I did not follow the election closely enough nor do I have a deep enough knowledge of the city’s government to be able to forecast how well de Blasio will actually end up doing. But one hopes he does well. If he governs as well as he campaigned, the city should be fine. But if the numerous Democratic interests end up tearing him up, the party will have itself to blame. For a Democratic city to have a progressive Mayor is a good match. If the job is done right, the reverberations will be heard around the world. Surprisingly there is a foreign policy angle to the job. If he performs well, his youth spent as a leftist activist (Obama never was the Socialist he gets accused of being by those on the right, but de Blasio was quite a leftist when young) will gain validation. And de Blasio will help soothe America’s image around the world. Dog eat dog capitalism can also be home to pragmatic leftist moves like expanded pre-kindergarten. I don’t know about you, but that is just common sense to me. That and after school programs the Mayor elect has talked about.

Those two alone will not diminish inequality in the city, but they will be steps in the right direction. The number one thing that will diminish inequality in the city would be citywide free wifi. But I did not hear that talked about on the campaign trail. Maybe there was too much shame about Anthony Weiner’s tweets. So not bringing up the Internet thing just made sense.

Here’s to wishing all the best to the new Mayor.
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Elizabeth Warren And 2016

An interesting article popped up in New Republic last week. It basically says Senator Elizabeth Warren might upend Hillary Clinton for the 2016 race. It is convincing. But the big question for me with Elizabeth Warren, as with Hillary Clinton, is: will she even run? Some argue she does not know much foreign policy. You could have said the same thing about Bill Clinton in 1991.

A heartwarming theme in the talk for me is that looks like the top two contenders for 2016 are both women. After a black president it is time America got itself a woman president.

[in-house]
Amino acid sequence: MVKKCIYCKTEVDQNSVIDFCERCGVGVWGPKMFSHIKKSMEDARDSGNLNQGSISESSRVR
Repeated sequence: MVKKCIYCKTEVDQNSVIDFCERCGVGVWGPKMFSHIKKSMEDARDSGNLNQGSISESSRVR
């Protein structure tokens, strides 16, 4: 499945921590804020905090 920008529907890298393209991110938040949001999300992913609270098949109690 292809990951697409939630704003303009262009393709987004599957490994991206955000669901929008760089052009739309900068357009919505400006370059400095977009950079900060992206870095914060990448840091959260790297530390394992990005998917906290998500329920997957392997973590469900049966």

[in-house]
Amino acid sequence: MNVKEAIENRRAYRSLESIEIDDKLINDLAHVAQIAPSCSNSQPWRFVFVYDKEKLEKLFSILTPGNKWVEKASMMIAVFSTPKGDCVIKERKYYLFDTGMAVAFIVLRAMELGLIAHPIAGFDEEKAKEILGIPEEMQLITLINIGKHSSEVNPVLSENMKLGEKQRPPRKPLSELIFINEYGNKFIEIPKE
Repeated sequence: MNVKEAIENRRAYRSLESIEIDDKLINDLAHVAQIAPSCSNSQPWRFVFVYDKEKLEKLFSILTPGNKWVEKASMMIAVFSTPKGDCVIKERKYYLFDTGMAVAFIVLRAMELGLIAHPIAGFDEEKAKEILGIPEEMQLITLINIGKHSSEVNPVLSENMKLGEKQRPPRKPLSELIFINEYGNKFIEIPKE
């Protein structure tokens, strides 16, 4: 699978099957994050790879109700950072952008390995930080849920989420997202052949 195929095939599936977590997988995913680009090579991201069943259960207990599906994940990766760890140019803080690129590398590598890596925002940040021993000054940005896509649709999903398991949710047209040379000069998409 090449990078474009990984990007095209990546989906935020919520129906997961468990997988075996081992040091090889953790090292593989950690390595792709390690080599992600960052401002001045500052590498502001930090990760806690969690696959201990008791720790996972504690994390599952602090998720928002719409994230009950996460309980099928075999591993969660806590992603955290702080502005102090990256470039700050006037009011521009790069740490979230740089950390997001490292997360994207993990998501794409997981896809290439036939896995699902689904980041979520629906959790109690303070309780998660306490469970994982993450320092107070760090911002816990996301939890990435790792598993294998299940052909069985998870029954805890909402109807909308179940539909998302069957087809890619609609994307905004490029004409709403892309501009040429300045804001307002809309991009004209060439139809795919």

New Republic: Hillary's Nightmare? A Democratic Party That Realizes Its Soul Lies With Elizabeth Warren
Think of the Republican Party after George W. Bush. Or, you know, Yugoslavia. ..... any candidate who challenged Clinton would need several key assets. The candidate would almost certainly have to be a woman, given Democrats’ desire to make history again. She would have to amass huge piles of money with relatively little effort. Above all, she would have to awaken in Democratic voters an almost evangelical passion. As it happens, there is precisely such a person. Her name is Elizabeth Warren. ..... Treasury officials joked that if she were “Ambassador to the Middle Class,” it would make them “Ambassadors to the Plutocrats.” ..... During her Senate campaign, Warren traveled with at least three staffers: Her body man and press secretary, as is the case for most candidates, but also a digital director, whose job it was to capture Warren’s choicest words on video, then upload the clips to YouTube and circulate them via social media. “She’s engaged in videos, e-mails, everything,” says an aide. “She plays an integral role in the content we send out.” ..... Warren has been preoccupied with the plight of the middle class since her childhood, when her father suffered a heart attack and her mother took a job in the catalog department of Sears to keep four kids clothed and fed. “I watched Obama get completely obsessed by health care reform . . . and realized it was all about his mother on her death bed,” says a longtime Warren friend. “For her, it was her father.” .....

“My first choice is a strong consumer agency. My second choice is no agency at all and plenty of blood and teeth left on the floor.”